When I informed my patients that I would be leaving the practice for an undetermined time, most — like this last patient — assumed that I needed time away from the specialty of oncology. I could not find the words to correct their assumptions. How could I reveal to ill and vulnerable patients the extent of the brokenness of the system?
I wished I could explain. The patients had it all wrong — it wasn't their illnesses. As an oncologist, it had been my privilege — the culmination of my profession — to guide them through their cancer treatment journeys. But it came with an apprenticeship of suffering. As medical students, interns, and residents, we freely offered up our souls, understanding that sacrifice was necessary for metamorphosis.
Sustained by a deep-seated altruism, we yearned to become healers to our fellow human beings. We entered the world of medicine as energetic, optimistic, young professionals eager to learn the science and practice the art of medicine. We were instead transformed into empty shells clicking at keyboards to meet productivity goals. Joy and curiosity were replaced by dread and apathy.
We always knew there would be challenges and sacrifices. But we didn't know our ability to use our hard-won knowledge and skillsets would be kicked out from under us at every turn — by the insurance companies, by those who wanted to run the business of medicine like an industrial-age conveyer belt, and by a workplace culture that shamed us if we admitted we were suffering by being forced to practice assembly-line medicine.
The cold patter of the rain splashes on the cart and brings me back to the present moment. I'm still standing outside facing the empty parking lot of my clinic — except I have to remind myself that it's no longer my clinic.
I blink in bewilderment at the bright blooms on the cart in front of me. Tucked between the textbooks and the boxes and the flowers is another gift. A small canvas painting from a patient, an artist. It depicts an older woman surfing the ocean waves.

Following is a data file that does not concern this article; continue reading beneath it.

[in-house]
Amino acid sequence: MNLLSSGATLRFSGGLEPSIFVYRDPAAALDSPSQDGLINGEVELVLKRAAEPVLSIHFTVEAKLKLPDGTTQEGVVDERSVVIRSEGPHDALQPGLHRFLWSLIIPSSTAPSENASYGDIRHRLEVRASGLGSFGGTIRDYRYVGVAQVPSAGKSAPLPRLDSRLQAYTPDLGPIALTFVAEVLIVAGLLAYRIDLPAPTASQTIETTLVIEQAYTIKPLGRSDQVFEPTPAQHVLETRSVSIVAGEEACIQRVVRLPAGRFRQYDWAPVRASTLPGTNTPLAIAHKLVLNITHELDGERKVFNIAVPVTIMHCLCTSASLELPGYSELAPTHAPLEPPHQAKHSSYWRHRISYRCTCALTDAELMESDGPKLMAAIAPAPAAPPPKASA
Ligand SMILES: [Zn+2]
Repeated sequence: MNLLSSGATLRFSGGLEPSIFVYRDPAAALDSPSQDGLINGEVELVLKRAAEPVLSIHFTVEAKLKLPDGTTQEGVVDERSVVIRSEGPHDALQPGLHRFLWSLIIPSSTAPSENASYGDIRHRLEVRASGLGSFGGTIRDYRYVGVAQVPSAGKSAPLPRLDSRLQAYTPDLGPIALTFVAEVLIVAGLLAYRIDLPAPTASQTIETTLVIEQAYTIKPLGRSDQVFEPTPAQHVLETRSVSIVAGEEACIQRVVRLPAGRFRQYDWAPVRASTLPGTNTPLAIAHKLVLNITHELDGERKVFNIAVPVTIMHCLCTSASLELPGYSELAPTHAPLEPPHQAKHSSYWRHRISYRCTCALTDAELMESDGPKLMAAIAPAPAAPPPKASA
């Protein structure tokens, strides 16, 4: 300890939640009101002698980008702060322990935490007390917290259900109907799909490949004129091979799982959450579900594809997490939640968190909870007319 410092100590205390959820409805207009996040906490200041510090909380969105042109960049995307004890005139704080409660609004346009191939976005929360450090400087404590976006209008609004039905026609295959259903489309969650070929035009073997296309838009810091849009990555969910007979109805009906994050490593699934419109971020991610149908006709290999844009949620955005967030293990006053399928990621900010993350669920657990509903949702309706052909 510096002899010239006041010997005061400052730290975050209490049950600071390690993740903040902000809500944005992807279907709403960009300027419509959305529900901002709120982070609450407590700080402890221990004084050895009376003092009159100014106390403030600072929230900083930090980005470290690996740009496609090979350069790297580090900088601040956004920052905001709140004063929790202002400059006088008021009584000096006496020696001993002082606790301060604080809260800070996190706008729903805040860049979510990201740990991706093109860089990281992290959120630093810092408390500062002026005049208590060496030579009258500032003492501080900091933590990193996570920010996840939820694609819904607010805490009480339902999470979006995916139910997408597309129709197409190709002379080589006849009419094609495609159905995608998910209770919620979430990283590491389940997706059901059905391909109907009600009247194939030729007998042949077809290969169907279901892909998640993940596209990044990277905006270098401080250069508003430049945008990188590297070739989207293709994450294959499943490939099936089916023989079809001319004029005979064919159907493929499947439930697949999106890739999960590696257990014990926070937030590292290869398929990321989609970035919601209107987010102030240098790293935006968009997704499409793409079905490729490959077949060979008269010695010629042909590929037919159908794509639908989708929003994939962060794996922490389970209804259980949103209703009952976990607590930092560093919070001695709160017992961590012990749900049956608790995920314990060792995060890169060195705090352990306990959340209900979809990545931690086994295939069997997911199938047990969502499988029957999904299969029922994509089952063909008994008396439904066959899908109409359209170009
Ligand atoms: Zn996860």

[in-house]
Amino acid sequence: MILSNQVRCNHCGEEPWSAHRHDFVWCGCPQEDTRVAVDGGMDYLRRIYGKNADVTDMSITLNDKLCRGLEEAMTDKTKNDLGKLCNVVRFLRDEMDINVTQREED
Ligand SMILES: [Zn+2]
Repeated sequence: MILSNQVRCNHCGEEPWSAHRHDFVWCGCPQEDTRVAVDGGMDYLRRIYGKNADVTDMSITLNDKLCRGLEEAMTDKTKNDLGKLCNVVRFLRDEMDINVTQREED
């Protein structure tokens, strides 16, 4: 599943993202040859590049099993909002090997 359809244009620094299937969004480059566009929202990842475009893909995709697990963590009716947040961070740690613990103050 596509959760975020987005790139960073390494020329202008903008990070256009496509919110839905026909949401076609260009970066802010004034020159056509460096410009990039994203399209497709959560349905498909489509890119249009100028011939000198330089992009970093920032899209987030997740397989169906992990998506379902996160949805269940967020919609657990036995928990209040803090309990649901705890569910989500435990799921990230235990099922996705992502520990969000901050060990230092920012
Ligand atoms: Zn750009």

The artist had explained that the woman, at eighty years old, still surfs every day. The painting captured the joy and serenity of this person. The surfer is perfectly balanced amid the waves. Silver hair, pear-shaped body in a wetsuit, one gets the sense that she has freed herself of constraints and is doing the thing she was born to do. She doesn't fight the current, she rides the waves where they take her. With grace. The painting speaks to me of joy. Of a safe and sacred space.
It has taken me almost twenty years, but I tell myself it is not too late to value what is directly in front of me. I may have never been taught to protect my own safe and sacred space, but my patients need me to. My patients have shown me how. The system may not have any empathy — but it can no longer have all of mine.
There is no more excuse to delay. I step into the rain, pushing the cart toward my car, my thoughts returning once more to my last patient asking, Is it this?
When I could find my voice again in the exam room, I could only answer, gently, with these words: "It's not this. It's not you."
I reach my car and unload the cart's contents into the trunk, hurrying to get them out of the rain. It doesn't take long. When I'm finished, the evidence of my years of practice is reduced to only a half-full car trunk. It seems so little, for so much.
This is an excerpt from a longer essay, "Walking Back From Burnout," as published in Prevention of Burnout in Medicine: Multimedia Primer and Lifebook, used with permission of the publisher. Part 2 will be published in June.
Jennifer L. Lycette, MD, is a rural community hematologist-oncologist, mom of three, and recovering perfectionist who's writing her way back from physician burnout, one word at a time. Her essays have been published in The Intima, The New England Journal of Medicine, JAMA, JAMA Oncology, Journal of Clinical Oncology, The ASCO Post, and more. Connect with her on Twitter @JL_Lycette or her website.
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Cite this: How I Got Lost in an Abyss of Electronic Clicks -- and Found My Way Back - Medscape - May 23, 2022.